Edinburgh Part I – Old and New

Last time we visited, in the 70’s, the city met us with a gloomy drizzle – this time with it’s most delightful face! A warning – ancient history and the beauty of the old is best found with Seonaid at breathofgreenair. Do enjoy her stories and poetry! Here I will only give you my impressions on this bright summer’s day in August. You are welcome to enjoy it with me too.

Our hostel was not far from Greyfriars, and I guess, being a dog person, the story of Bobby has never left my heart. I will tell you more about him in next part of Edinburgh. We went to see him the first night – and returned our last day too.

The morning after, we started out in glorious weather, walking the Royal Mile. This is the main street between Edinburgh Castle and Palace of Holyrood House – the Queen’s official residence in Scotland.

An endless row of old stone buildings, very well kept. And in the windows – everything from typical kilts to magnificent wedding dresses. If I were to remarry – I would be wearing this! But, I guess this photo is the closest I will ever get …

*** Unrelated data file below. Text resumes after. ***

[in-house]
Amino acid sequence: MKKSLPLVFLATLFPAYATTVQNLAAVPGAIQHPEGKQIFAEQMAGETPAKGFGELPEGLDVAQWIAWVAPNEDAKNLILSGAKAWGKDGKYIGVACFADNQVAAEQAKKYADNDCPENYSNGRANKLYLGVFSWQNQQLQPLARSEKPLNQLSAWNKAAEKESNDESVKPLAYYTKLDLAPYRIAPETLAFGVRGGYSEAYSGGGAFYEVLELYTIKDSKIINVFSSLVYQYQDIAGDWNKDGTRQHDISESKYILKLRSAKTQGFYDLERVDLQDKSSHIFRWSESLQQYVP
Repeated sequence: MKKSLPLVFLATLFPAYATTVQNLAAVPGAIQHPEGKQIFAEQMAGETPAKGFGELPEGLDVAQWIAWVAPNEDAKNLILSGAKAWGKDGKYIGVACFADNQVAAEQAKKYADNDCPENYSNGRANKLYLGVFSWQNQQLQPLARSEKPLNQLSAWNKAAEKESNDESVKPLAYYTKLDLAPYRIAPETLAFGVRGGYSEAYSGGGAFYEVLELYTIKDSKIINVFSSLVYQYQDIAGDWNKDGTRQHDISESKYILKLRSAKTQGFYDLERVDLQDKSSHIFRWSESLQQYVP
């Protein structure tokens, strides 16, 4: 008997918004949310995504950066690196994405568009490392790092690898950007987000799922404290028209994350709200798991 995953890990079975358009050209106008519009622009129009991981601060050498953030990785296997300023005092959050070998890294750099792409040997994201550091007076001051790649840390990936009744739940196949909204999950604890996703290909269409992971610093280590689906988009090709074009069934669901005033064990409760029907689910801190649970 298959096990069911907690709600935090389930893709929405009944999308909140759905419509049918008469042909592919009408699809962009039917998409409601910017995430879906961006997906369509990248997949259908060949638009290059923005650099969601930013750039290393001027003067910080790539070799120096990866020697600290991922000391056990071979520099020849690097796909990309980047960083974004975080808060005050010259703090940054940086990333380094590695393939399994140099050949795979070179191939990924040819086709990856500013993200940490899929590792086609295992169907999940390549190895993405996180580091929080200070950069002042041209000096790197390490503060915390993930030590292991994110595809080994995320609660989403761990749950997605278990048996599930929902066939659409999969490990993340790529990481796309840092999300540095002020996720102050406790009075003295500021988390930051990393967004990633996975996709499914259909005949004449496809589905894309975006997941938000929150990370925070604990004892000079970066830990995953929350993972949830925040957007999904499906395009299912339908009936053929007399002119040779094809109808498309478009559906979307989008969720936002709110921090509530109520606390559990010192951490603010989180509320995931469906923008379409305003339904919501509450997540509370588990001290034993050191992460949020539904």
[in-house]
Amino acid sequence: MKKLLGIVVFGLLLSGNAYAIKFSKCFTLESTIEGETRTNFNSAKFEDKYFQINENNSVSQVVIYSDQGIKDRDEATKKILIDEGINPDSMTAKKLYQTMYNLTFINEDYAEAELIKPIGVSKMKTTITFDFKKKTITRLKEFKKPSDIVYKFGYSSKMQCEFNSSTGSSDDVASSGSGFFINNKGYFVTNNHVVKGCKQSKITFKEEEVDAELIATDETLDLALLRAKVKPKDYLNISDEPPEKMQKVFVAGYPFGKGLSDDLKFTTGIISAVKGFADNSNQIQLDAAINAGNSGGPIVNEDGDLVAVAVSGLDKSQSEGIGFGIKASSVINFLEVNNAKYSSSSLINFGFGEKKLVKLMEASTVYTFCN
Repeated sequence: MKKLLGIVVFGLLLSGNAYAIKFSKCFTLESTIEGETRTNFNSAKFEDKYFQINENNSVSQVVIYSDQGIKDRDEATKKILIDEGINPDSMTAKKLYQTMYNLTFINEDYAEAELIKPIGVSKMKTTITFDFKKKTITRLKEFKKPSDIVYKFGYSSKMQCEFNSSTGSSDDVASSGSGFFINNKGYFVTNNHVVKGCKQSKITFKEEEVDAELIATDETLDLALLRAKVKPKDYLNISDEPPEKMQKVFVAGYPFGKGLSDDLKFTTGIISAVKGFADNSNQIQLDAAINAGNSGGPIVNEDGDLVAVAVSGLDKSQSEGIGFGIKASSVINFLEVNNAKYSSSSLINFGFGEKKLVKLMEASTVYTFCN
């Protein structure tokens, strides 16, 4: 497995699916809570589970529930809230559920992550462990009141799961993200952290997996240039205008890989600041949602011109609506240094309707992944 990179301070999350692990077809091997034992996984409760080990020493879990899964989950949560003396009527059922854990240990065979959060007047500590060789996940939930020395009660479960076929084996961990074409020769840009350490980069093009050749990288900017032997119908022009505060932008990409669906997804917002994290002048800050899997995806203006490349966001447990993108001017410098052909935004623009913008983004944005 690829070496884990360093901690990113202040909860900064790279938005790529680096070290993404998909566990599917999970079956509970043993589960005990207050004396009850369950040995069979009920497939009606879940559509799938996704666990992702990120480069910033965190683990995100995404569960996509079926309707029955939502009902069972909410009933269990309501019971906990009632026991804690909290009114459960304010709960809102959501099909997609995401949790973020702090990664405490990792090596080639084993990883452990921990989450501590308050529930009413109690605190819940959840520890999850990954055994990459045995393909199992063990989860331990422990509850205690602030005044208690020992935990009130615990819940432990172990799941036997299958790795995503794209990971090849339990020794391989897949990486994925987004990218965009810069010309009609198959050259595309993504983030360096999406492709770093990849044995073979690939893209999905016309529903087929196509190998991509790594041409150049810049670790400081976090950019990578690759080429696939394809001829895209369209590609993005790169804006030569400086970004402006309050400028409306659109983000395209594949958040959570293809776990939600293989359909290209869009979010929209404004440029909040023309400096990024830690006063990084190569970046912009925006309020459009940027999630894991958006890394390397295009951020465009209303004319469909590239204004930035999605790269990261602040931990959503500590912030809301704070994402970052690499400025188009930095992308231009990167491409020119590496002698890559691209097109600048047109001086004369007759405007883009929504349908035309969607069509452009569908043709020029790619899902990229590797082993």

The Parliament building was not here in the 70’s, but was built in 1999 by the Catalan architect Enric Miralles. I read it was both hated and much loved, and won many awards. It is said that he wanted to create a building uniting the Scotish landscape and culture with the Scotish poetry.

I think he succeeded. Colours, materials, structures…I love it. What do you think? Is it that controversial? Maybe it was 15 years ago…

Close by the Parliament is ”Our Dynamic Earth”. On the city map – and in reality – it looks like a cocoon or a monstruous caterpillar. It’s a scientific centre with ”Arthur’s Seat” in the fond.

Here you can for example make a virtual tour inside the Earth, and there is also a visitors’ and conference centre inside. It’s mostly about geology. Very elaborate.

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This little guy was posing for his mother by the globe with – Our dynamic earth. They work very well together…

Of course we had to stop by here…

…at The Writers’ Museum, and go looking for famous names on the ground. Robert Burns, Sir Walter Scott and Robert Louis Stevenson.

And at world famous Elephant House, where J.K. Rowling had a table overlooking (underlooking?) Edinburgh Castle.

We had coffee and a muffin – very tasty and delicious. Then I followed my blogging friend’s (Seonaid) advice to have a look at the toilets… More about what I found of Harry Potter here.

While we were having fun, we continued with Museum of Childhood. Not very big, but very charming and conjuring up old memories – at least for people my age. Enjoy!